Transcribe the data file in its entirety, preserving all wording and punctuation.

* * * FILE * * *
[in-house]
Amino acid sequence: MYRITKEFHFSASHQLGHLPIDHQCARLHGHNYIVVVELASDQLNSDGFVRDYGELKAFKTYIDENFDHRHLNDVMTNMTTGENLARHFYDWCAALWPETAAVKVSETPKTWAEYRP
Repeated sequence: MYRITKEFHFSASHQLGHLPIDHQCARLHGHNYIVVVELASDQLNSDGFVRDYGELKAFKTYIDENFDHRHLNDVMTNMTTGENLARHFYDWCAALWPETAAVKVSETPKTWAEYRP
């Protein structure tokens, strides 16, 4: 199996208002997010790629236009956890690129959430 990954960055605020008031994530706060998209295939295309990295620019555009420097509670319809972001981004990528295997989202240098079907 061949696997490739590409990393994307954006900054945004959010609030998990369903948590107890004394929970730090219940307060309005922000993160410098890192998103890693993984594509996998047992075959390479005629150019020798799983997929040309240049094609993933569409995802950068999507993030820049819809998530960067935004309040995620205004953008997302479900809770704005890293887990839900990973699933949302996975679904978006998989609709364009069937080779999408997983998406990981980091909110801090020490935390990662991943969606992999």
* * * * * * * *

[in-house]
Amino acid sequence: MYRITKEFHFSASHQLGHLPIDHQCARLHGHNYIVVVELASDQLNSDGFVRDYGELKAFKTYIDENFDHRHLNDVMTNMTTGENLARHFYDWCAALWPETAAVKVSETPKTWAEYRP
Repeated sequence: MYRITKEFHFSASHQLGHLPIDHQCARLHGHNYIVVVELASDQLNSDGFVRDYGELKAFKTYIDENFDHRHLNDVMTNMTTGENLARHFYDWCAALWPETAAVKVSETPKTWAEYRP
């Protein structure tokens, strides 16, 4: 199996208002997010790629236009956890690129959430 990954960055605020008031994530706060998209295939295309990295620019555009420097509670319809972001981004990528295997989202240098079907 061949696997490739590409990393994307954006900054945004959010609030998990369903948590107890004394929970730090219940307060309005922000993160410098890192998103890693993984594509996998047992075959390479005629150019020798799983997929040309240049094609993933569409995802950068999507993030820049819809998530960067935004309040995620205004953008997302479900809770704005890293887990839900990973699933949302996975679904978006998989609709364009069937080779999408997983998406990981980091909110801090020490935390990662991943969606992999």